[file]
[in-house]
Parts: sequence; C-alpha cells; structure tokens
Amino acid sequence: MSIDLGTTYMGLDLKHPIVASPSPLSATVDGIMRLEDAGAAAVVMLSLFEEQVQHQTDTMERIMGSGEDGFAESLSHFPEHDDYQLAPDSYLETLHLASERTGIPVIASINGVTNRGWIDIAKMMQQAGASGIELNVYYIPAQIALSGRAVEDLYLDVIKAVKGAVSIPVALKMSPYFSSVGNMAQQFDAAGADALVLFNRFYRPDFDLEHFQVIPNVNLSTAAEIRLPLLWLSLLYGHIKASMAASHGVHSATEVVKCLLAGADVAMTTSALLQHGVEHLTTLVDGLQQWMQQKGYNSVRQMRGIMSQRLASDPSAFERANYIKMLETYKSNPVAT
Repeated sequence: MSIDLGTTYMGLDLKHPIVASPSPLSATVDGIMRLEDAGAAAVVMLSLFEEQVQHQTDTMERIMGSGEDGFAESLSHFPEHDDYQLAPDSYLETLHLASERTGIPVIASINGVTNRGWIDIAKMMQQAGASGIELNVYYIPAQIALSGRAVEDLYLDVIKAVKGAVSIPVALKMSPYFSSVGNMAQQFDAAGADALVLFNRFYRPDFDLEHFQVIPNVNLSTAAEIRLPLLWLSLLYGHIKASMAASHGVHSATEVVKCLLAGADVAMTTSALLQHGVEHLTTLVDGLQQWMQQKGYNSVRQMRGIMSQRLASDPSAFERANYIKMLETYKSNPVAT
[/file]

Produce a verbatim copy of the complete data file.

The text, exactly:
[in-house]
Parts: sequence; C-alpha cells; structure tokens
Amino acid sequence: MSIDLGTTYMGLDLKHPIVASPSPLSATVDGIMRLEDAGAAAVVMLSLFEEQVQHQTDTMERIMGSGEDGFAESLSHFPEHDDYQLAPDSYLETLHLASERTGIPVIASINGVTNRGWIDIAKMMQQAGASGIELNVYYIPAQIALSGRAVEDLYLDVIKAVKGAVSIPVALKMSPYFSSVGNMAQQFDAAGADALVLFNRFYRPDFDLEHFQVIPNVNLSTAAEIRLPLLWLSLLYGHIKASMAASHGVHSATEVVKCLLAGADVAMTTSALLQHGVEHLTTLVDGLQQWMQQKGYNSVRQMRGIMSQRLASDPSAFERANYIKMLETYKSNPVAT
Repeated sequence: MSIDLGTTYMGLDLKHPIVASPSPLSATVDGIMRLEDAGAAAVVMLSLFEEQVQHQTDTMERIMGSGEDGFAESLSHFPEHDDYQLAPDSYLETLHLASERTGIPVIASINGVTNRGWIDIAKMMQQAGASGIELNVYYIPAQIALSGRAVEDLYLDVIKAVKGAVSIPVALKMSPYFSSVGNMAQQFDAAGADALVLFNRFYRPDFDLEHFQVIPNVNLSTAAEIRLPLLWLSLLYGHIKASMAASHGVHSATEVVKCLLAGADVAMTTSALLQHGVEHLTTLVDGLQQWMQQKGYNSVRQMRGIMSQRLASDPSAFERANYIKMLETYKSNPVAT